Many social sciences and humanities faculties in Japan are to close after universities were ordered to “serve areas that better meet society’s needs”, it has been reported.Wow. Is this an admission on Japan's part, or that of its government, that it feels too poor to support education? Too underpopulated in the next generation to support any fields besides engineering and science? Too threatened by its history to allow for its study? Too anxious to support the study of ideas? To embarrassed to permit the examination of its politics and social institutions?
Of the 60 national universities that offer courses in these disciplines, 26 have confirmed that they will either close or scale back their relevant faculties at the behest of Japan’s government, according to a survey of university presidents by the Yomiuri Shimbun.
It follows a letter from education minister Hakuban Shimomura sent to all of Japan’s 86 national universities, which called on them to take “active steps to abolish [social science and humanities] organisations or to convert them to serve areas that better meet society’s needs”.
The ministerial intervention has been denounced by one university president as “anti-intellectual”, while the universities of Tokyo and Kyoto, regarded as the country’s most prestigious, have said that they will not comply with the request.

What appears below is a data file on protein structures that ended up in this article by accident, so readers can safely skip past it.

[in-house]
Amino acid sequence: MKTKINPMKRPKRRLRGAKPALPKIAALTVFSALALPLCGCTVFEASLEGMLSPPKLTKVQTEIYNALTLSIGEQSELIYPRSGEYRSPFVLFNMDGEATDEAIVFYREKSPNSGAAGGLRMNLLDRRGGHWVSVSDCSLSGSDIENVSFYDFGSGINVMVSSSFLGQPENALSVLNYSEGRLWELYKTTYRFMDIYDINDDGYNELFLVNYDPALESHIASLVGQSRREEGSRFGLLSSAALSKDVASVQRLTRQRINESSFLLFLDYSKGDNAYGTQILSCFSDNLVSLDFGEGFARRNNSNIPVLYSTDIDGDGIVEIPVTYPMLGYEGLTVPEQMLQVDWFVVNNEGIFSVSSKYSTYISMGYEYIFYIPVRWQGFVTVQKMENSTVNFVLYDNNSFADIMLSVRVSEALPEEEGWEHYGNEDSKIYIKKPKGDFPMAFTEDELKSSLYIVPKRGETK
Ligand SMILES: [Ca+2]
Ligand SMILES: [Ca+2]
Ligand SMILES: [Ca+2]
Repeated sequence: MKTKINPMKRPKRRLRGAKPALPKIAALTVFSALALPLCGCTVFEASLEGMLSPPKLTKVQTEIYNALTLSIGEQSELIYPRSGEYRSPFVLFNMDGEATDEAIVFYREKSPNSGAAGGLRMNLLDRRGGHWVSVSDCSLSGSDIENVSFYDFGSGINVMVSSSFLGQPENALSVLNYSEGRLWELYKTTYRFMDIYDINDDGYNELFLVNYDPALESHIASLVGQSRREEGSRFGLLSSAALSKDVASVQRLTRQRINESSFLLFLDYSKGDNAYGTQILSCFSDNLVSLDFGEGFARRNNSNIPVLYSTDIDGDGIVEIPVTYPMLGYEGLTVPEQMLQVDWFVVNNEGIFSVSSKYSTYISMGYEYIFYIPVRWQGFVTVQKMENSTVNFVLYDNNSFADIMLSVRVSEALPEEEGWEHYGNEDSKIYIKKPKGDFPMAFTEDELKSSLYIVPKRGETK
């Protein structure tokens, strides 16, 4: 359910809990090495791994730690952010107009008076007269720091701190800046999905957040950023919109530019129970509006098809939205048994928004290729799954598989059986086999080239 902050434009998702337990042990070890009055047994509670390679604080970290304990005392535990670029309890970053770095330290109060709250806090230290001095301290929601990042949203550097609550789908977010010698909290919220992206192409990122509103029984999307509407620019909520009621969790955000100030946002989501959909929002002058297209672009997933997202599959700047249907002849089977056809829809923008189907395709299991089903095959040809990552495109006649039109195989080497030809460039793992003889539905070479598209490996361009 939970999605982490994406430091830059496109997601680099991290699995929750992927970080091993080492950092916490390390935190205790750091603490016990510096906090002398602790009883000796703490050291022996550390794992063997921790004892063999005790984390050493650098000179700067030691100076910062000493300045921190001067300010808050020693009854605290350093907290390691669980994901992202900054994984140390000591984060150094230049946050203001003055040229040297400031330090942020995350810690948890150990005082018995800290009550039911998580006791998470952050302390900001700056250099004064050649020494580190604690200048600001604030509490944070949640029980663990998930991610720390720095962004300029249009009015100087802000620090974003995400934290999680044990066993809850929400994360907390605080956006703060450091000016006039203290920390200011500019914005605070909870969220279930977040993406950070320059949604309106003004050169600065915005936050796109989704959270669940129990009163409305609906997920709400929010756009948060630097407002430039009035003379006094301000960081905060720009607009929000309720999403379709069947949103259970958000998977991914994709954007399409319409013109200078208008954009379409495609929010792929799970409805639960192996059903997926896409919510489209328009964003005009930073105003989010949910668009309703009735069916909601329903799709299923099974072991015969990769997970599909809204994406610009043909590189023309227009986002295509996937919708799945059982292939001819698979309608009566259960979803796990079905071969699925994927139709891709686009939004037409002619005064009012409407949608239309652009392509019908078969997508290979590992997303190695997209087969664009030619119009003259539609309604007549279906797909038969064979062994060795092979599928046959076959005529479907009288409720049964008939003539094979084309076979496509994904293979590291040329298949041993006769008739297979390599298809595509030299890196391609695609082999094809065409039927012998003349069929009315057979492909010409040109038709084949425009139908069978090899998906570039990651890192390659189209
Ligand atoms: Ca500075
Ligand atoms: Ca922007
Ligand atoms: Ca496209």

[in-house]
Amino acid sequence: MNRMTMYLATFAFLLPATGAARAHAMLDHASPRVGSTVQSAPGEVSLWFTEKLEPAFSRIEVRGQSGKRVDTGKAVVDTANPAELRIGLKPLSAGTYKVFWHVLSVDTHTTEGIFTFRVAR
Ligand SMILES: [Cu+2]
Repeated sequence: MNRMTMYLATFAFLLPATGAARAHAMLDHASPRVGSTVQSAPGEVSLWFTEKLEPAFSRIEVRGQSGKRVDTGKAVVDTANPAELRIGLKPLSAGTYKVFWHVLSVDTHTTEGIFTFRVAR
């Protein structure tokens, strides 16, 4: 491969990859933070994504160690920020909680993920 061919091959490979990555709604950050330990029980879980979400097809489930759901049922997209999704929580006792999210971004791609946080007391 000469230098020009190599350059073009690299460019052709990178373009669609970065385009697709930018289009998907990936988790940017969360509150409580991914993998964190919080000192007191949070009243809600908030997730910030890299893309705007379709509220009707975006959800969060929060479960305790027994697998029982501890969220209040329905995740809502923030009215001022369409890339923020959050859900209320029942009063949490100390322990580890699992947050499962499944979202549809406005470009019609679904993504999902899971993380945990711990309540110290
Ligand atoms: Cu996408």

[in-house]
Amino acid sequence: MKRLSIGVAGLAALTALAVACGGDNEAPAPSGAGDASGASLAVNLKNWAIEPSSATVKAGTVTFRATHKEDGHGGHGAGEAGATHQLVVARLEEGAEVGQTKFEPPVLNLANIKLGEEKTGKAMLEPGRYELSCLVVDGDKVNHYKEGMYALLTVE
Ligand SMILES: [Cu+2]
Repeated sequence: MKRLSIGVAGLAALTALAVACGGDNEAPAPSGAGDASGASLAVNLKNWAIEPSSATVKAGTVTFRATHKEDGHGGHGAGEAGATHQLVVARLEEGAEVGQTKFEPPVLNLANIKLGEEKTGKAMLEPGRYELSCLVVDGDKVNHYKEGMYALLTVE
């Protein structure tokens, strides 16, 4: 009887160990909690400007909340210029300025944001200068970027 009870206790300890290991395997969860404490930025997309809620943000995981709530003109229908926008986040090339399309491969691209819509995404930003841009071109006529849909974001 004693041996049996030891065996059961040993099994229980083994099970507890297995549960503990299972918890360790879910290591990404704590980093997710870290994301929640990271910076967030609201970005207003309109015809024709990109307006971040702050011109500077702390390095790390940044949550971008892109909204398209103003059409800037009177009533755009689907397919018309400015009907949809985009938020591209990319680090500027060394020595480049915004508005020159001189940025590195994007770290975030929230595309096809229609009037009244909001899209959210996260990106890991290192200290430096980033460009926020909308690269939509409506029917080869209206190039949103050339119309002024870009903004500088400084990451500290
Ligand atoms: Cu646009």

However, 17 national universities will restrict the recruitment of students to humanities and social science courses – including law and economics, according to the survey, which was reported by the blog Social Science Space.
It reports that the Science Council of Japan put out a statement late last month that expressed its “profound concern over the potentially grave impact that such an administrative directive implies for the future of the HSS [humanities and social sciences] in Japan”.
The call to close the liberal arts and social science faculties are believed to be part of wider efforts by prime minister Shinzo Abe to promote what he has called “more practical vocational education that better anticipates the needs of society”.
However, it is likely to be connected with ongoing financial pressures on Japanese universities, linked to a low birth rate and falling numbers of students, which have led to many institutions running at less than 50 per cent of capacity.
Or as Noah Smith at Bloomberg suggested:
But the main takeaway is that Japan’s policy-making process is arbitrary and dysfunctional. According to Takuya Nakaizumi, an economics professor at Kanto Gakuin University, the changes were probably written not by Minister Shimomura himself, but by more junior members of the Ministry of Education, Culture, Sports, Science and Technology. If that is true, it means that sweeping policy changes, which will affect the entire economic and social structure of the nation, are being made by junior officials via an unaccountable and opaque process.